Posted 31 July 2017 - 11:41 AM
I guess I am going to have to write some sort of "canned advice" with regard to failing hard drives which covers *all* the bases.
I simply presume that anyone using a computer knows of professional data recovery services and would avail themselves of same if their data were really precious and they can afford it. I have had too many clients with data that was precious to them, but for whom professional data recovery was out of the question financially, that I presume that anyone posting on a forum such as this one falls into that category. That presumption is not valid.
All of the above being said, it really depends on how the drive is failing that has the greatest impact on ability to recover data. If you have the tragedy of physical damage to the platters (I'm presuming a HDD here) then data recovery for that area is impossible. If you have a drive that's dying because its motor can no longer spin up the platters the probability of 100% recovery (and at great expense) is very good. I am generally willing to presume that the vast majority of drive failures are secondary to issues with partial corruption and have no connection to physical platter damage or drive motor failure. Or at least that's been my experience in the field with clients who had me recover data for them because they were not going to avail themselves of professional "clean-room level" recovery services. It was either partial recovery by me or nothing at all. So far, knock wood, those partial recoveries have been very successful and been very close to full, though sometimes with the need to slog through tons of data if I had to resort to something like the PictureRec (which recovers far more than pictures) utility that's part of TestDisk.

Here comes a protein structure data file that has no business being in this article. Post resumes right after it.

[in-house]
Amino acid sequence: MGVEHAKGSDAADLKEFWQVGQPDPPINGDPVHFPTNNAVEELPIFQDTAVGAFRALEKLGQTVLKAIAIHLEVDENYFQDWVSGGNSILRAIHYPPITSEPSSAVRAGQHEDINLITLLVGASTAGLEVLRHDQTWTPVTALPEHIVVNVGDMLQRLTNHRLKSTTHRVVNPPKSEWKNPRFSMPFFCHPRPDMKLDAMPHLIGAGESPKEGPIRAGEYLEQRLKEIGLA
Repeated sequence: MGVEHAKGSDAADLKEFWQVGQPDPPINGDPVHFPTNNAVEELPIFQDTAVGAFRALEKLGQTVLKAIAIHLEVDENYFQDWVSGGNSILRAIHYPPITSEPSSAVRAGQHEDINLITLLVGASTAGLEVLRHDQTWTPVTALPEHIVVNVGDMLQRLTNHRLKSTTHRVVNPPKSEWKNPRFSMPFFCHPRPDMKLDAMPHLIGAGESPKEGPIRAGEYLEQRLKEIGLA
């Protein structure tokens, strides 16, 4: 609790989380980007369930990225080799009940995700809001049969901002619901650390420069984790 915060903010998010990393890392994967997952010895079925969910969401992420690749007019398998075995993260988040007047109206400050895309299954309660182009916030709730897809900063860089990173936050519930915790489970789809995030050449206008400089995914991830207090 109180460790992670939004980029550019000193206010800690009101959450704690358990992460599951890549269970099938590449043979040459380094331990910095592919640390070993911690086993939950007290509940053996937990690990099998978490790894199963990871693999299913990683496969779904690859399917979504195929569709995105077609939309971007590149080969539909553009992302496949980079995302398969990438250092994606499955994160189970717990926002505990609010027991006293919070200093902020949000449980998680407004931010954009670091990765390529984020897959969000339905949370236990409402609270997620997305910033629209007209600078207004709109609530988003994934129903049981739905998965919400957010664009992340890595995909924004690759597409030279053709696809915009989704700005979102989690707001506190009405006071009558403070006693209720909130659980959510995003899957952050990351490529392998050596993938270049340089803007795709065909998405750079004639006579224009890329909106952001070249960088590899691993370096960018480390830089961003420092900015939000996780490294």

Brian AKA Bri the Tech Guy (website in my user profile) - Windows 10 Home, 64-Bit, Version 1803, Build 17134
. . . the presumption of innocence, while essential in the legal realm, does not mean the elimination of common sense outside it. The willing suspension of disbelief has its limits, or should.
~ Ruth Marcus, November 10, 2017, in Washington Post article, Bannon is right: It’s no coincidence The Post broke the Moore story